Referring now to
As shown, for example, in
During assembly of a broach assembly 19 from components of the broaching system 10, an appropriately sized broach shell 26 is selected and an appropriately sized pilot stem 42 is coupled to the distal end of the broach shell 26. The broach shell 26 and pilot stem 42 are selected based on the size of the straight and conical reamers used to prepare the intramedullary canal 18. The driver component 24 is coupled to the broach tool 22 which is assembled into broach shell 26. Illustratively, a threaded shaft 53 extends from the distal end 54 of the driver component 24 that is configured to be received in a threaded cavity 51 formed in the proximal end 52 of the broach tool 22.
As shown, representatively by two broach tools 22 in
The broach tool 22 and broach shell 26 are configured so that the guided broach 20 may be inserted and removed from a broach shell 26 seated in the prepared cavities of the bone 16. As shown, for example, in
The overall procedure in which broaching system 10 is used is similar in most steps to those described in greater detail in the Background of the Invention. Generally, an incision 12 large enough to receive the maximum width 32 of the broach tool 22 is made through which the patient's femur 16 is prepared. The head of the femur 16 is resected using an osteotome, oscillating saw or other instrument. An osteotome may be utilized to open the femoral canal 18. The femoral canal 18 is then reamed with a straight reamer 100 to establish an extended cavity and center line for receipt of the distal stem of the femoral prosthesis and the pilot stem 42 of the broaching system 10, as shown, for example, in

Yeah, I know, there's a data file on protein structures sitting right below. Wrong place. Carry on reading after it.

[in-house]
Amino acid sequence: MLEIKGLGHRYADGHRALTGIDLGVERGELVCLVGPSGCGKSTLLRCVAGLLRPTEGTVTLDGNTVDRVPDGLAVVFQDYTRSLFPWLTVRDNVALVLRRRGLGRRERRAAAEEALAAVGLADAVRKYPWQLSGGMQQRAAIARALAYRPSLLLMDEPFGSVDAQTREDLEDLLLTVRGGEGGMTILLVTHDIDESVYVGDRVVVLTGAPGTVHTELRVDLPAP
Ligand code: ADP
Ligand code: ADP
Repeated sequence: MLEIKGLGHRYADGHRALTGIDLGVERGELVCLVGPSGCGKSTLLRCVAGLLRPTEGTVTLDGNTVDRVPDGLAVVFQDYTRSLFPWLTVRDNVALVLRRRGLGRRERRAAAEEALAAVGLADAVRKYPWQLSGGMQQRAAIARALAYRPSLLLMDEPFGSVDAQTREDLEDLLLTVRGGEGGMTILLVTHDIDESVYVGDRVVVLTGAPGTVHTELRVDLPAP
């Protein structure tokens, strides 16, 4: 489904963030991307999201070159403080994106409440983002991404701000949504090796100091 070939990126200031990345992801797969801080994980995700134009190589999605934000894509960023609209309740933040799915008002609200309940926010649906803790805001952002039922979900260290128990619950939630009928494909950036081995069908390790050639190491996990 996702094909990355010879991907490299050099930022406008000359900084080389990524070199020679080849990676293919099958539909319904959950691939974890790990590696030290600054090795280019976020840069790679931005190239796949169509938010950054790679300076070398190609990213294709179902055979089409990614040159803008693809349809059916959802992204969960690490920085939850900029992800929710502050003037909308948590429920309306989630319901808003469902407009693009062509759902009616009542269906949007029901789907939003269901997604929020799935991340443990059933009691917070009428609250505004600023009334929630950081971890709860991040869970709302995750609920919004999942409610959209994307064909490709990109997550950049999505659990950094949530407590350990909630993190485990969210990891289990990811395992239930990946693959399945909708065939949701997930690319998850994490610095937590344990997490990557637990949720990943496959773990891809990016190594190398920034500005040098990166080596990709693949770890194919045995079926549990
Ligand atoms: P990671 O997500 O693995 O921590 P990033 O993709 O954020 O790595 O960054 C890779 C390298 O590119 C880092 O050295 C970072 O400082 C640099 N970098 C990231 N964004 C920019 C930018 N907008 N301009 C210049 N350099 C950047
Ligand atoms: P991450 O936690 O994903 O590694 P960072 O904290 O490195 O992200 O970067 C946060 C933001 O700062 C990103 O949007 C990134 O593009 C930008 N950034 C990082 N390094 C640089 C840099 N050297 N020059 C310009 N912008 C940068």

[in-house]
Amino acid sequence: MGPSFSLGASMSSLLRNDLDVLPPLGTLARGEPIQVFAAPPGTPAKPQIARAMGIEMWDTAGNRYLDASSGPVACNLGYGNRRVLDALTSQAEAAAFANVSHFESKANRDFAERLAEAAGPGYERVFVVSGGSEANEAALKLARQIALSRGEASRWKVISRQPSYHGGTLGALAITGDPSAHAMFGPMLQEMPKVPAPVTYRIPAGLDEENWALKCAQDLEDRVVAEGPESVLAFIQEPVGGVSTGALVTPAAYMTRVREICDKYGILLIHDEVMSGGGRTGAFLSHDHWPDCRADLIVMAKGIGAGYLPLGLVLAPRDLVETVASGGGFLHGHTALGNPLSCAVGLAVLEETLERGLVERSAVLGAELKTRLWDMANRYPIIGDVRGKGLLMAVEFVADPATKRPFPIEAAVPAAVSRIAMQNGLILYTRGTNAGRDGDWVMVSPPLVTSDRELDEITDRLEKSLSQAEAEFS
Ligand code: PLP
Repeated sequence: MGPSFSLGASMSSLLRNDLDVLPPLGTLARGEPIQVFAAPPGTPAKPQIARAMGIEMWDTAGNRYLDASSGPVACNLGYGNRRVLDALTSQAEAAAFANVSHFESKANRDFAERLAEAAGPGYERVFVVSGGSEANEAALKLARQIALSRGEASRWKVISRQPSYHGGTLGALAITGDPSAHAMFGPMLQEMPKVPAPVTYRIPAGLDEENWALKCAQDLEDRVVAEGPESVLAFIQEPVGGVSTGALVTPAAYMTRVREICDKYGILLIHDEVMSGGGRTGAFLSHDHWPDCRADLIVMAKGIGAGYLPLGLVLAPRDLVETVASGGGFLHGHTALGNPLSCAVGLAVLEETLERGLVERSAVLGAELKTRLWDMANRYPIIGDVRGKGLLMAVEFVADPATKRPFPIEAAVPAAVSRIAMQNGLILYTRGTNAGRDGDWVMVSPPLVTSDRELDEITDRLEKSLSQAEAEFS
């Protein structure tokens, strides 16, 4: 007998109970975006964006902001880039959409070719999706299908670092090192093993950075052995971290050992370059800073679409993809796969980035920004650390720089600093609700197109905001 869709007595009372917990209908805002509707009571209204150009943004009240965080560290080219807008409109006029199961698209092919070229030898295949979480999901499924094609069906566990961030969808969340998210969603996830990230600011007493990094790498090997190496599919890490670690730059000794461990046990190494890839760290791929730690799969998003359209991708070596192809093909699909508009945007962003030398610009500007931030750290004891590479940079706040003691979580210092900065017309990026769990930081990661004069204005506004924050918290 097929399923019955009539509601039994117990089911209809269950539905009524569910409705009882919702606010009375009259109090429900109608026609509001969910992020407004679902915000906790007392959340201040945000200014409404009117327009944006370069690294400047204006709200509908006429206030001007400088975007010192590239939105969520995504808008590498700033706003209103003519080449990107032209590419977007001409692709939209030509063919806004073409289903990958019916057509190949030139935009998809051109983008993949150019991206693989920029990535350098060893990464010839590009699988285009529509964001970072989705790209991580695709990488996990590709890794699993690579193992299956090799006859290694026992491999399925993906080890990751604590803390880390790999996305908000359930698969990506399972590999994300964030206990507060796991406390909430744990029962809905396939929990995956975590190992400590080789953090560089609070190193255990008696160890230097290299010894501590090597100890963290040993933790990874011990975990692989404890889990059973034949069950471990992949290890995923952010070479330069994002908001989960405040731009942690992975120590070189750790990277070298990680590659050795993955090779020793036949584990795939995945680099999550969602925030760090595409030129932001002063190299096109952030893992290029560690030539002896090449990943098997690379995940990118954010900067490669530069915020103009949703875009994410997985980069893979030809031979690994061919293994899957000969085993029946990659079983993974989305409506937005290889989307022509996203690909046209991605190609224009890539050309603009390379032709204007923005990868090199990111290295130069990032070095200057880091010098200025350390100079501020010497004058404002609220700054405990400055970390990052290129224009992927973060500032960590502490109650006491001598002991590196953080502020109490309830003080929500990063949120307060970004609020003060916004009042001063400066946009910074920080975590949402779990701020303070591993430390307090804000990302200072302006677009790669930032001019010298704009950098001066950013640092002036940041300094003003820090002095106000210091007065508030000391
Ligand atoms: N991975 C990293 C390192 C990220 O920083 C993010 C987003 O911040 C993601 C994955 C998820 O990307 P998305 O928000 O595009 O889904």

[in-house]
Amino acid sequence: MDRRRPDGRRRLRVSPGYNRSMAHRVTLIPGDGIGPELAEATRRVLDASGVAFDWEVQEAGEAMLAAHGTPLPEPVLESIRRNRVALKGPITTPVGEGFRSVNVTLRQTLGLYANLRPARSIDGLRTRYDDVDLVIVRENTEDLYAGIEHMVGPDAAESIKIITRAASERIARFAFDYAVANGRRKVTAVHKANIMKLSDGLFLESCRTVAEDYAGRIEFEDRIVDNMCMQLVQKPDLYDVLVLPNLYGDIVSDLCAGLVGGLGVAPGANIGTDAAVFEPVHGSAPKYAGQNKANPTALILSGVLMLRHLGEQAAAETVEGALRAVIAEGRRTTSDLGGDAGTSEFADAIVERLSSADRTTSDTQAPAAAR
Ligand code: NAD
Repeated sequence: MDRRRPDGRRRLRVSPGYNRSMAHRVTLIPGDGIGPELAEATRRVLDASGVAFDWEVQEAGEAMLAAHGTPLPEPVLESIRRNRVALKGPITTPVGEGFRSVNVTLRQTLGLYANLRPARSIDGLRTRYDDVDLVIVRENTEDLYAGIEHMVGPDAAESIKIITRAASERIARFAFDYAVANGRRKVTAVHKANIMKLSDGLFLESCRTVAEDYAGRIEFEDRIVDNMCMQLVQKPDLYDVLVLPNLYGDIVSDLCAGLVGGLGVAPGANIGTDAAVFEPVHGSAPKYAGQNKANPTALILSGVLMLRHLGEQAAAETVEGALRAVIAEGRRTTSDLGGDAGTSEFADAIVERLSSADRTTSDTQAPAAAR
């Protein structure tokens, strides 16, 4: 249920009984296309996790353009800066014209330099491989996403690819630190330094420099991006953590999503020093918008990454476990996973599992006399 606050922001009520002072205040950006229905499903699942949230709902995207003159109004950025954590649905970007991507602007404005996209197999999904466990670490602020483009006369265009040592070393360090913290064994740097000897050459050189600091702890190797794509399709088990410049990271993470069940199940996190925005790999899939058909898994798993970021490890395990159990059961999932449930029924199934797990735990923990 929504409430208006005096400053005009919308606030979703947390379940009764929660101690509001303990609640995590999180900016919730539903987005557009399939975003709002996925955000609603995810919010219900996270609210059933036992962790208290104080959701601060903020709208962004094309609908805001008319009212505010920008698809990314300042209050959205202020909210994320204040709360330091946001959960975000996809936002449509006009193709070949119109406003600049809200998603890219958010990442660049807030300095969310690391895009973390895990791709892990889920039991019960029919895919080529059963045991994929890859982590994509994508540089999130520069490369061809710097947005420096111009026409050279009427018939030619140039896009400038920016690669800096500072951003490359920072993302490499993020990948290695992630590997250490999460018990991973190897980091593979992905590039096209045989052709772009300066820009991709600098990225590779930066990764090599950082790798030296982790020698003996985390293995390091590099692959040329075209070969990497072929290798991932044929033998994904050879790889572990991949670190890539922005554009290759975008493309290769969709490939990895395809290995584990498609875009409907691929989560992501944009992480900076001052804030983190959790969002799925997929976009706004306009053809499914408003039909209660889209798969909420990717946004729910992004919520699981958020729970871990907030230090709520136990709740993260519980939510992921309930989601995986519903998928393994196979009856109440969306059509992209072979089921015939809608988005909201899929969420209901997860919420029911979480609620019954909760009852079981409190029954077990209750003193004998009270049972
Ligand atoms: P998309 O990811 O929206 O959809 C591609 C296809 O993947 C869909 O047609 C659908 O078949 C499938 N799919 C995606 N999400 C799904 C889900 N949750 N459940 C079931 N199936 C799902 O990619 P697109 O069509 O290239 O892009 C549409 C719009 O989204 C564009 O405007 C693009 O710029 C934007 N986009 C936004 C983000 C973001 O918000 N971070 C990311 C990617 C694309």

Next, the intramedullary canal 18 of the proximal femur 16 is reamed with conical reamers 102 to form a cavity for receiving the conical portion of a sleeve or a stem of a prosthesis and the frustoconical portion 44 of the broach shell 26 of the broaching system 10, as shown, for example, in
Components of the broaching system 10 in its assembled form are shown in